HIV treatment and overseas visitors

The NHS provides treatment which is free at the point of delivery to those ordinarily resident in the United Kingdom. A person is ordinarily resident in the UK if he is living voluntarily and lawfully in the UK with a settled purpose, with an identifiable purpose for his residence and a sufficient degree of continuity to be properly described as settled.  This test is usually simplified by asking a potential patient whether they have lived in the UK for 12 months or more.

The National Health Service (Charges to Overseas Visitors) Regulations 2011 (the Regulations) provide for patients who are not ordinarily resident to be charged for NHS treatment.

The Regulations provide several exemptions to this principle where no charge is made for treatment, including for many infectious diseases.  The rationale is that if the disease is contained the eventual cost to the NHS will be lower than if many people contract the disease and require treatment.  At present the exemptions provided for by the Regulations do not include the treatment of HIV but do allow a free initial diagnosis and counselling associated with the test and its result.

There is no clear reason for the exclusion of HIV from the exemptions list, but the cost of treatment is likely to be a factor.

Cost estimates for treating an individual with HIV vary from around £7,000 to £18,000 per individual per year.  Effective antiretroviral therapy can transform HIV from a fatal disease to a manageable condition, and with prompt diagnosis and treatment individuals can expect a near-normal life expectancy.  This has meant that the overall cost to the NHS of HIV treatment is quickly accelerating.  The Health Protection Agency estimates the lifetime cost of HIV treatment at between £280,000 and £360,000, with a large proportion of those costs relating to treatment in the last stages of an individual’s life.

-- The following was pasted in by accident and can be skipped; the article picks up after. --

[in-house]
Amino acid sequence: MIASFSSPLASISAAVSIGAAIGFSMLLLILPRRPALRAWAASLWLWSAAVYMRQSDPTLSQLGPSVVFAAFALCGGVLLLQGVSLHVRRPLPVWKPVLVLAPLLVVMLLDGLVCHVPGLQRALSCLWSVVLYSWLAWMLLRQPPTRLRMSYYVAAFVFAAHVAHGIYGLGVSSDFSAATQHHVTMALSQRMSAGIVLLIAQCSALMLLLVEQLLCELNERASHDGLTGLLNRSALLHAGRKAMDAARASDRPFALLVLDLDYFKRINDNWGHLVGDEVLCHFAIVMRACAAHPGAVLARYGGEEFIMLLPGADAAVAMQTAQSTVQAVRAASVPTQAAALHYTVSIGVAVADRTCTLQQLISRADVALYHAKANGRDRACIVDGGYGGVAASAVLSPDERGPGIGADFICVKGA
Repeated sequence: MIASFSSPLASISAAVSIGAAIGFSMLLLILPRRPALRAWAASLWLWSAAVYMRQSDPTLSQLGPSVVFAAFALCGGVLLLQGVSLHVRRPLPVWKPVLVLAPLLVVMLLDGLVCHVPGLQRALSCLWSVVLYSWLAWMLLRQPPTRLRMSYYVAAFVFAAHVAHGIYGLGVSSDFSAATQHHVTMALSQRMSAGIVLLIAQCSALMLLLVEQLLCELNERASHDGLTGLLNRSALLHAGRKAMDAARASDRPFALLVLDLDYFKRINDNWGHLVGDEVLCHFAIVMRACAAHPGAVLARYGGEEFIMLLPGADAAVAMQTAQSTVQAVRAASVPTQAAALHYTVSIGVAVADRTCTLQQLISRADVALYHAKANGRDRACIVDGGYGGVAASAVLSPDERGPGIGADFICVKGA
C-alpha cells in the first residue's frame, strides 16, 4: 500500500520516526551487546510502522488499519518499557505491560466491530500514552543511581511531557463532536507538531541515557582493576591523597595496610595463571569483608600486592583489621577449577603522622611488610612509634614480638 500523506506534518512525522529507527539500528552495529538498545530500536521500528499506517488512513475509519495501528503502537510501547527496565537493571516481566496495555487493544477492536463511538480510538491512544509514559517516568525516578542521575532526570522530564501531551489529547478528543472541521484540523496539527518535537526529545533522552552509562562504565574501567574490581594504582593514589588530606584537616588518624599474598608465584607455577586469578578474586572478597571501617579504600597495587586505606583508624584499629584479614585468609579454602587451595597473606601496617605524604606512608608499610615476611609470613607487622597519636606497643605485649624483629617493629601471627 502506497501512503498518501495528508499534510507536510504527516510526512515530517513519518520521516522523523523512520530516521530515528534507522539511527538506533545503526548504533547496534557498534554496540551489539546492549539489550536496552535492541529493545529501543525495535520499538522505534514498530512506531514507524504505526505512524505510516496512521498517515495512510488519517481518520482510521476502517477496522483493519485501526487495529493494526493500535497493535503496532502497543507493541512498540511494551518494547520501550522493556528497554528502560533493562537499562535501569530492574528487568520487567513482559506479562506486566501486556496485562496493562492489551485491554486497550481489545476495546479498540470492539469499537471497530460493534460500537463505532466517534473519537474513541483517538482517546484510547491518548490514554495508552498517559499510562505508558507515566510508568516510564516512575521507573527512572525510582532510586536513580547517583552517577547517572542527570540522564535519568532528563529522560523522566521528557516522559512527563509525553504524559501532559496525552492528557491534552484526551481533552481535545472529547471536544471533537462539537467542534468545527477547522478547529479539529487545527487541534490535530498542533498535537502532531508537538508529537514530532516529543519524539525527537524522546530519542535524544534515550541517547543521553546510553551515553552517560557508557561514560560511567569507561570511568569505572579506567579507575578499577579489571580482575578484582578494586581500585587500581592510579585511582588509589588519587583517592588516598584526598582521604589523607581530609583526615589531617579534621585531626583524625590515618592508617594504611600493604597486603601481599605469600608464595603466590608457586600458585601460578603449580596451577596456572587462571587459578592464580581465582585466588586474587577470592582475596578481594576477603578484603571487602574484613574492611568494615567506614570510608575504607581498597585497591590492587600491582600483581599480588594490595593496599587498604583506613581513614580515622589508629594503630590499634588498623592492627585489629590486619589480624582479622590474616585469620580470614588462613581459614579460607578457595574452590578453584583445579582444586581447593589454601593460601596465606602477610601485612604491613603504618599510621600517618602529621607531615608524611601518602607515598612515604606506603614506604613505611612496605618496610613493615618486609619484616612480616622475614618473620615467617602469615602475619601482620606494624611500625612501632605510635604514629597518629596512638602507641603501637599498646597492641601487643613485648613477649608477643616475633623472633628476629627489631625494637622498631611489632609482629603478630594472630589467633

Many have argued that it is morally wrong to decline free HIV treatment to those living in England who do not meet the ‘ordinarily resident requirement’.  But they have been met with arguments of cost and the risk of health tourism.  However, in terms of acquiring the infection, recent statistics from the Health Protection Agency demonstrate that of the people diagnosed with the virus in the UK, the greater number now are those who have become infected in the UK rather than abroad.

The current position in relation to the HIV treatment for those not ordinarily resident is set to change, with the Government planning to introduce changes to the Charges to Overseas Visitors Regulations.  The planned changes would allow non-ordinarily resident individuals to receive free NHS treatment for HIV if they have been living in England for six months.  The changes were first proposed in the Health and Social Care Bill. The Public Health Minister, Anne Milton, said that the measure would protect the public and bring HIV treatment into line with other infectious diseases, and also into line with the position in Wales and Scotland.  The Health Protection Agency’s HIV prevalence map does not suggest that the existing policy of Scotland and Wales led to an influx of overseas visitors seeking free HIV treatment, and one would hope that England’s experience will be similar.  Anne Milton has promised tough guidance to ensure that the increased access to HIV treatment is not abused.

For now, individuals not ordinarily resident in the UK cannot receive free HIV treatment on the NHS, but hospital managers should be aware that this is likely to change before the end of this year.